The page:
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PHOTOS: If you had to leave home and could take only 1 keepsake, what would it be?

Olha Abakumova and her daughter Zlata, 8, who recently immigrated to the US from Ukraine under the United 4 Ukraine program. She is currently living with her sister Liliia Kachura, brother in law Sasha and their two sons Sasha, 5, and Andrew, 2, in Sudbury, Massachusetts. Olha is an opera singer and a member of the Khmelnytskyi Regional Philharmonic and a music teacher. Her husband Ihor has remained in Ukraine and has been touring Europe with his symphony (he is a tubaist) to raise money for the war effort and is currently back in Ukraine. Olha brought with her her most treasured sheet music, included a copy of the hand-written score given to her by her concert master in Odessa, where she was a vocal instructor and performer.
Olha Abakumova and her daughter Zlata, 8, who recently immigrated to the US from Ukraine under the United 4 Ukraine program. She is currently living with her sister Liliia Kachura, brother in law Sasha and their two sons Sasha, 5, and Andrew, 2, in Sudbury, Massachusetts. Olha is an opera singer and a member of the Khmelnytskyi Regional Philharmonic and a music teacher. Her husband Ihor has remained in Ukraine and has been touring Europe with his symphony (he is a tubaist) to raise money for the war effort and is currently back in Ukraine. Olha brought with her her most treasured sheet music, included a copy of the hand-written score given to her by her concert master in Odessa, where she was a vocal instructor and performer.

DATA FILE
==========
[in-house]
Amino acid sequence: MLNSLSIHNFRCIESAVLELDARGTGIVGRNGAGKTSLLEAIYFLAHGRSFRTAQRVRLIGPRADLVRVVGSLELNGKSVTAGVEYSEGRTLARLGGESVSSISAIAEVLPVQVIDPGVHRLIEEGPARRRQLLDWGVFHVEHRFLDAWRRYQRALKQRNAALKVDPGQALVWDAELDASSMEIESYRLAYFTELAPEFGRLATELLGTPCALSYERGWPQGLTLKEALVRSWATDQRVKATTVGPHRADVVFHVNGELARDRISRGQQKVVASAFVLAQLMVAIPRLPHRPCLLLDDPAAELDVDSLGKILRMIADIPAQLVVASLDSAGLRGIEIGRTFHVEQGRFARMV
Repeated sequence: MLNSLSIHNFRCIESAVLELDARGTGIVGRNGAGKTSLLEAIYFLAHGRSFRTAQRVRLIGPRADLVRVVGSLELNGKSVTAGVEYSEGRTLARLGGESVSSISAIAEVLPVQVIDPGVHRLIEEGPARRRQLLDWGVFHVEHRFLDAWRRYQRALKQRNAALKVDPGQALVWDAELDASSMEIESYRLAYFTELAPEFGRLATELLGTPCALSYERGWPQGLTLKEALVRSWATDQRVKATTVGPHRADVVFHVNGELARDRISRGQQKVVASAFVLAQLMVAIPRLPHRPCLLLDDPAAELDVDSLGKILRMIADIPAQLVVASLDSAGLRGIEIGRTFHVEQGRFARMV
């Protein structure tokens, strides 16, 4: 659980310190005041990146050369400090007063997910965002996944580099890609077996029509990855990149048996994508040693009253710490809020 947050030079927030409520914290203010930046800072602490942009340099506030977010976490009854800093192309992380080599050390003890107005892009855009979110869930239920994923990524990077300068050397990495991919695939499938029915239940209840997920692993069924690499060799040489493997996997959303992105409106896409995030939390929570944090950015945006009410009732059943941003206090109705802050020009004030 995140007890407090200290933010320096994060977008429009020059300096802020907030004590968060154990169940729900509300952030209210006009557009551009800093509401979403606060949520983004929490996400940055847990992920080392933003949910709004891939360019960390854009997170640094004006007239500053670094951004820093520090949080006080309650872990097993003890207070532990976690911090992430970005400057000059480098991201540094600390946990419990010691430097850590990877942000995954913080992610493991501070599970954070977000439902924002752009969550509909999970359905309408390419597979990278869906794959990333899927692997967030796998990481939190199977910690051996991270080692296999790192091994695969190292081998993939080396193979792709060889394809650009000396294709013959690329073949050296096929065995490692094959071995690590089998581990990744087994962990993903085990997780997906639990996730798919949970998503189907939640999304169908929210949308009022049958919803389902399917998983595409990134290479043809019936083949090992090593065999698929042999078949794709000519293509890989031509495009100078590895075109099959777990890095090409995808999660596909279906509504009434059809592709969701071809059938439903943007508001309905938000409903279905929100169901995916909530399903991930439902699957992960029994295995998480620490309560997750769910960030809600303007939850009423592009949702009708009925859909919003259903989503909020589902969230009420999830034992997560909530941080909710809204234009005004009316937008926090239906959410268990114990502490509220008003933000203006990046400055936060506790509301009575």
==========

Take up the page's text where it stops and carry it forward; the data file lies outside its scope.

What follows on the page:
Maybe it's a piece of traditional clothing gifted by a parent. Or a bronze bowl used for religious ceremonies. Or a family recipe for a favorite dish.

These are all mere objects — but they aren't just objects. A cherished keepsake can serve as a connection to your family, your roots, your sense of identity.

This kind of memento takes on new importance if you have to leave your homeland and set off for a new country and an uncertain new life.

At this time of unprecedented numbers of refugees — a record 27.1 million in 2021 — we wanted to know: What precious possessions are refugees taking with them? The photojournalists of The Everyday Projects interviewed and photographed eight refugees from around the globe. Here are the objects they said give them comfort, solace and joy.

Editor's note: If you have a personal tale about a special possession from your own experience or your family's experience, send an email with the subject line "Precious objects" to goatsandsoda@npr.org with your anecdote and your contact information. We may include your anecdote in a future post.

For more details on the lives of the 8 refugees profiled below, read this story.









Additional credits

Visuals edited by Ben de la Cruz, Pierre Kattar and Maxwell Posner. Text edited by Julia Simon and Marc Silver. Copy editing by Pam Webster. Copyright 2022 NPR. To see more, visit https://www.npr.org.